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Text: Joachim Geiger
Photos: Kube & Kubenz
Konstantin Kubenz is a thoroughbred logistics expert who set up his first transport company at the age of twelve. Back then it was just a business simulation on the computer – but the experience was undoubtedly lasting. Today, the 32-year-old is head of the European dangerous goods logistics company Kube & Kubenz. For motionist.com he takes stock and gives an outlook on where the journey is heading in the future.
“Sure, Kube & Kubenz can handle crisis. Our customers can rely on safe and sustainable transport solutions even in difficult times,” Konstantin Kubenz confirms on the phone. The voice on the other end of the line sounds confident, clear and competent. This is exactly how a managing director who keeps his company on course with a sense of proportion and confidence should sound.
In October 2020, the 32-year-old took over the helm of the tank and hazardous goods logistics company Kube & Kubenz in Hamburg from his father Michael Kubenz. How heavy the responsibility may now be on his shoulders? After all, the senior has turned the family business, founded in 1930, into a first-class address in European chemical logistics over the past 40 years. So the footprints are big. Konstantin Kubenz, however, is confident in this matter. He has great respect for the achievements of his father, who also ensured a perfect transition to the next generation. Kubenz has the job as managing director, however, not because he has the right name.
The first transport company at the age of twelve
Konstantin Kubenz is a logistics expert with heart and soul. As a young boy, he played with truck models that his father had brought back from the IAA. When he was twelve, he built his first transport company on the computer in the business simulation “Transport Tycoon”. The school internship took place in the family business, of course. And with such imprints, where can the journey go after graduating from high school? “For me personally, it is extremely important to do something that excites me,” explains Kubenz. He studied business administration at the Fresenius University of Applied Sciences in Hamburg and added a Master’s degree in supply chain management and logistics at Cranfield University near London. His first professional stations took him to the major freight forwarder Kühne + Nagel and the consulting and IT service provider Capgemini. In 2017, he finally followed his father’s call to Hamburg and joined the family business as an authorised signatory.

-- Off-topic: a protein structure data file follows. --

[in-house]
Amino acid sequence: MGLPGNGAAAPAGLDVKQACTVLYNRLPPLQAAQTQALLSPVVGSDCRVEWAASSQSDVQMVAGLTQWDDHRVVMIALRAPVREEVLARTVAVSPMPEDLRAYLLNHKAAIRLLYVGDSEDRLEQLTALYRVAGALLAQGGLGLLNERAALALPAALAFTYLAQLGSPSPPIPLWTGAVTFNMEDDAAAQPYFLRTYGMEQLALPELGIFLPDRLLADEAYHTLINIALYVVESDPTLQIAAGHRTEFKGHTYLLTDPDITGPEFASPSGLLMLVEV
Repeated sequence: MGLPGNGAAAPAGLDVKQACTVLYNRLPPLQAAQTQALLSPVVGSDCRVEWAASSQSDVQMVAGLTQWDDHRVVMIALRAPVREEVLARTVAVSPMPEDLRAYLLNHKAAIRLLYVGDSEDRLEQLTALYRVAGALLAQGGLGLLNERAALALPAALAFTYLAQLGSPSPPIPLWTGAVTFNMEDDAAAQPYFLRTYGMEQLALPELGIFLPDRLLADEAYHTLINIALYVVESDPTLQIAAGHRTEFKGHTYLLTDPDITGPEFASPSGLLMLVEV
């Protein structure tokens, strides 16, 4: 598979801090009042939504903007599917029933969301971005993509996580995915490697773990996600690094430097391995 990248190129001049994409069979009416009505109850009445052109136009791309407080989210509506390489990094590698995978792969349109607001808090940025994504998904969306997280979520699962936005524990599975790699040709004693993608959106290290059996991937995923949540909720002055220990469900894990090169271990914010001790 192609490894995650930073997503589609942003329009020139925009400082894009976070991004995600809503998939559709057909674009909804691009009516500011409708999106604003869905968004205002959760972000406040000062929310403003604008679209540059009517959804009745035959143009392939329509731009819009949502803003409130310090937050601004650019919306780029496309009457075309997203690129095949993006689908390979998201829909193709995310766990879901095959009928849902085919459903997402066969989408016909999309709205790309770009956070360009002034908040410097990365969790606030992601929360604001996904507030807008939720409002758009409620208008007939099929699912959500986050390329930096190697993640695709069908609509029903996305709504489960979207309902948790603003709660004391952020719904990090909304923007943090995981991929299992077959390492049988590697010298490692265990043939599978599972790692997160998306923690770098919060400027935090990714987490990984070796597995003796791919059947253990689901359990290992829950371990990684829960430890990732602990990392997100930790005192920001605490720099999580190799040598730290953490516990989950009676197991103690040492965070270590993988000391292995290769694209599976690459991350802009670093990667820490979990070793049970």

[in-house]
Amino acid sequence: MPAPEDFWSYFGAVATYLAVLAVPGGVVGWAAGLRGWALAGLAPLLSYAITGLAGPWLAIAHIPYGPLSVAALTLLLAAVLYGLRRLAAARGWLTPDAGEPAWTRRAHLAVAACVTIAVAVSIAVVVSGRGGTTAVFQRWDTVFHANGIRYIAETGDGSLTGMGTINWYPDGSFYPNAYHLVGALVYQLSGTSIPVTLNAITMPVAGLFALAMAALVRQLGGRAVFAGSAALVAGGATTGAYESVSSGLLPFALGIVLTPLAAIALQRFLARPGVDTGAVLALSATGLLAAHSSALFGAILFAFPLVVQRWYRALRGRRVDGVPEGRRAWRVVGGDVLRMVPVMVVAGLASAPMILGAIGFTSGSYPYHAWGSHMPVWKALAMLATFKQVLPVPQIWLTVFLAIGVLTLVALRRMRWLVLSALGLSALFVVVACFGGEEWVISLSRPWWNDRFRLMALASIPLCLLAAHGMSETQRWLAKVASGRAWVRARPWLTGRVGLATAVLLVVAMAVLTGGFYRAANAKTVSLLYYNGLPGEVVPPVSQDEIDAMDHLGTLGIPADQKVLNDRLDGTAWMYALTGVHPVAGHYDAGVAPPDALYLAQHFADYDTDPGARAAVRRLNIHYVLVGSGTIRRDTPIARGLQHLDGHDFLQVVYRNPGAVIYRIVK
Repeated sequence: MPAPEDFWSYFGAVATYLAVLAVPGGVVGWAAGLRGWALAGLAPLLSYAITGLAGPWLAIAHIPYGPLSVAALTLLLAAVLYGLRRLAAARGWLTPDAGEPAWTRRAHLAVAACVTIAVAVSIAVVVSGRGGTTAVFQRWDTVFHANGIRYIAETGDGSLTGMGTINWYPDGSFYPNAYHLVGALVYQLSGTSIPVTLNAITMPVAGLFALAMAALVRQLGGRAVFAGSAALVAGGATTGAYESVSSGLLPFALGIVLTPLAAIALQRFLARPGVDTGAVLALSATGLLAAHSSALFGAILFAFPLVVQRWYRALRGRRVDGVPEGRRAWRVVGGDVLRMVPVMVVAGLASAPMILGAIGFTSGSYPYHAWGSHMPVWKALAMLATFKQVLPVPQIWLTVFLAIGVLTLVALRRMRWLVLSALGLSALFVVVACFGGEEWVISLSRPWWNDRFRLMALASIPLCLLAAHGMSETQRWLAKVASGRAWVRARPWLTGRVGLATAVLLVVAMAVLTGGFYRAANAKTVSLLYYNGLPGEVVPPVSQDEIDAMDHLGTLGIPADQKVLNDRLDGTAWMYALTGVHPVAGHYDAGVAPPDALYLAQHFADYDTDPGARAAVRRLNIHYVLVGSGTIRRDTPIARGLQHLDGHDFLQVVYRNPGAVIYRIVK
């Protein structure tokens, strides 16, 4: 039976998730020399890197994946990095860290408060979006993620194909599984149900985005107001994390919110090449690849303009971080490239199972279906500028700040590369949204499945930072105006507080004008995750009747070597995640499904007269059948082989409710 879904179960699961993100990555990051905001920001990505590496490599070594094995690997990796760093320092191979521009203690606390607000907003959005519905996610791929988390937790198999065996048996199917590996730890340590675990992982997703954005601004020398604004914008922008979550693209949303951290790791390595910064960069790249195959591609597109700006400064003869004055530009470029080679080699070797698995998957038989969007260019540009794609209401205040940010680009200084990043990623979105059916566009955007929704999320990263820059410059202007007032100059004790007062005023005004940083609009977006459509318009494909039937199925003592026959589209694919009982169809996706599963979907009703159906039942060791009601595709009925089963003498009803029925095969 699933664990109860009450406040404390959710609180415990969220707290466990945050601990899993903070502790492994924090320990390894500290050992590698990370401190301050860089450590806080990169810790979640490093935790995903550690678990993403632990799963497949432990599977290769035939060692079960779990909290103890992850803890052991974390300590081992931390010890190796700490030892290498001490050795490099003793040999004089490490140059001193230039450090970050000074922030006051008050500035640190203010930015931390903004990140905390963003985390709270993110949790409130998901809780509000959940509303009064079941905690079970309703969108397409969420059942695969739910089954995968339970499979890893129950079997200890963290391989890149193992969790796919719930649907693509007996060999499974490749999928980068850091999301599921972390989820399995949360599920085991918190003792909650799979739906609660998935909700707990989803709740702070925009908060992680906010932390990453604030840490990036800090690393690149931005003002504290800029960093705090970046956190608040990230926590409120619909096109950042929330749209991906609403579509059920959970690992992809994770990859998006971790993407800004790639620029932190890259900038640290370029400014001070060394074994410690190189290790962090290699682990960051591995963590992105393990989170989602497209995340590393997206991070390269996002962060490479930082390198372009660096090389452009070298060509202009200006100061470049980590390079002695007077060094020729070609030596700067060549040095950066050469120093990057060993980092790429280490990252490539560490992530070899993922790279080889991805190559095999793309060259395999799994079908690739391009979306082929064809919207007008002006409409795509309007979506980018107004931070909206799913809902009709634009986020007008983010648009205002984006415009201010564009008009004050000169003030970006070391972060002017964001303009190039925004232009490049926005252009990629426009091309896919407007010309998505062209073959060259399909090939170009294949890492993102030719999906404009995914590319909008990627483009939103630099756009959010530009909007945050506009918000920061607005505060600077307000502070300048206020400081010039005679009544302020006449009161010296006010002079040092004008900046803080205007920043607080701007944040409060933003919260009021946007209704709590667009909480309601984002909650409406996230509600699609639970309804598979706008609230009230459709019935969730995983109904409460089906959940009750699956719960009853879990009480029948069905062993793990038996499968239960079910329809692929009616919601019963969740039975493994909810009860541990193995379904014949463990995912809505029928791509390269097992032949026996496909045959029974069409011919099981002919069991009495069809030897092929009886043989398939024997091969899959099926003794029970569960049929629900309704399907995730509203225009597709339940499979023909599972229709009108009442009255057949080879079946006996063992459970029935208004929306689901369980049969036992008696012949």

Harry Kube and Walter Kubenz founded a forwarding company in Berlin in 1930, with which they specialised in scheduled truck services to the Rhineland. In the 1950s, the company moved to Hamburg.
Since then, Kube & Kubenz has been on the road with liquid transports. Today, the hazardous goods specialist still attaches great importance to its own fleet of vehicles.
The Kube & Kubenz group of companies specialises in tank and hazardous goods logistics for the chemical and petrochemical industries. Safety is the top priority in the fleet. The maintenance cycles for the company’s own transport vehicles are tighter than the manufacturer prescribes.
Konstantin Kubenz focuses on participative leadership
Today Konstantin Kubenz is the boss of around 350 employees. Those who work at Kube & Kubenz stay for an average of 20 years – the record is held by an employee who was honoured for his 50th anniversary two years ago. What does leadership mean in the family business? “For me, the team concept is probably more important than for the older generation,” says Kubenz. His door is always open to the employees; instead of the formal “you”, the collegial “you” prevails in the corridors. The strict hierarchical leadership of the father is also already history. The principle of participative leadership applies in the weekly management circle. Konstantin Kubenz reserves the right to make the important decisions in the end. Nevertheless, he expects leadership from his managers – they should actually make the decisions that are within their areas of competence.
Family business with start-up mentality